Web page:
On both sides of the Atlantic the economic recovery is seems to be gaining pace. Quantitative easing is being eased in the US. In austerity Britain, ‘the plan is working’ according to Prime Minister David Cameron. He seems to have some evidence for this claim. According to the latest labour market data from the UK’s Office for National Statistics, a record number of people are now in work – that’s more people now in jobs than ever before in the UK.
The headline figures show that unemployment is down (0.3%) and employment up (0.4%) in the UK. However digging below the headlines reveals a more mixed picture, with differences by region. Unemployment is highest in the North East and lowest in the East of England. Scotland though has lower unemployment than the UK overall and Northern Ireland a higher rate. The employment rate is highest for the South East of England, which includes the economic hothouse of London, and lowest in the North East. Economic inactivity is highest amongst people in the North West of England.
The jobs pattern now looks a little less clear cut and certainly less consistent geographically. Indeed whereas sociologists once talked of an economic North-South divide in the UK, the current picture looks more like a patchwork economy. Some regions are doing better than others but with no clear dividing point.
However the mixed picture starts to look really grim when the types of jobs being created are included. Over the same period, the number of part-time jobs has increased more than full-time jobs, and increased most for women. And this was not simply worker choice: the demand by workers for more working hours has also increased. At the same time some employers in the UK are trying to force down job quality. As the New York Times recently reported, Ineos, owner of a large petro-chemical plant in Scotland recently abruptly closed the plant, only agreeing to re-open it when workers accepted a wage freeze and reduced pension contributions.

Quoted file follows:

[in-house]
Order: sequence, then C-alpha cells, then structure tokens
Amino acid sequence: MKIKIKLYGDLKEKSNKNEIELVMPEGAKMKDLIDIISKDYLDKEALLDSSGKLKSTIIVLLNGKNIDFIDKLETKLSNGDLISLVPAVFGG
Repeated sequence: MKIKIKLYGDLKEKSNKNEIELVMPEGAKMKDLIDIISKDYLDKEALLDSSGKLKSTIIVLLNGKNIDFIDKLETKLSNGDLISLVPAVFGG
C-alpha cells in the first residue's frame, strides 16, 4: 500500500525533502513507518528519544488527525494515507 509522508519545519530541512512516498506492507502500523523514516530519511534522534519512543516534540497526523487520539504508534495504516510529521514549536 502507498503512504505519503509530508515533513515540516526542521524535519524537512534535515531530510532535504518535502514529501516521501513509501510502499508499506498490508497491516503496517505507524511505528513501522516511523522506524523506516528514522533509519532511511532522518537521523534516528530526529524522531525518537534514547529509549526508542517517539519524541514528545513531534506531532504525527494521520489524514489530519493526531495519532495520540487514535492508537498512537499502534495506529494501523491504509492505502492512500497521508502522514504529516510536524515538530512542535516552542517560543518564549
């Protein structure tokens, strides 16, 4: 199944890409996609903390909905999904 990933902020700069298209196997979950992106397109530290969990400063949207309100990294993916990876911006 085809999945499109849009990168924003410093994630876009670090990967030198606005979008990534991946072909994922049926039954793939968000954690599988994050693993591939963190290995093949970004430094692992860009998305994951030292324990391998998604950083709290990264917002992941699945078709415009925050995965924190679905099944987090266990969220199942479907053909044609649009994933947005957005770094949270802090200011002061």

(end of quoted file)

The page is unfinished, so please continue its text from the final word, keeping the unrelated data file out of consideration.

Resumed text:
It seems that in the cheer for the quantity of jobs, the quality of these jobs has been overlooked.
A similar cheer and groan can be heard in the US. The jobs crisis and recovery has benefited women, Mary Gatta points out. During the crisis women lost fewer jobs than men and latest figures from the Bureau of Labor Statistics show that, as the economy recovers, more jobs are going to women. Again, however, digging below the headlines reveals a job quality time bomb. Whilst it is true that job growth is concentred in traditionally female jobs in retail and hospitality, these jobs also are low-waged, have minimal benefits and fewest hours. As Gatta states, they offer little economic security.
Little wonder that the OECD, which includes the US and UK, wants not just more jobs but better jobs as the route out the global economic crisis. Without an emphasis on creating better jobs, the patchwork economy will become embedded; far better to hope that the current differences represent just a multi-speed transition back to full recovery for all. Good jobs positively impact on individual well-being, firm productivity and national competiveness. In a global economy, neither the US nor UK can afford to become locked into a downward job quality spiral.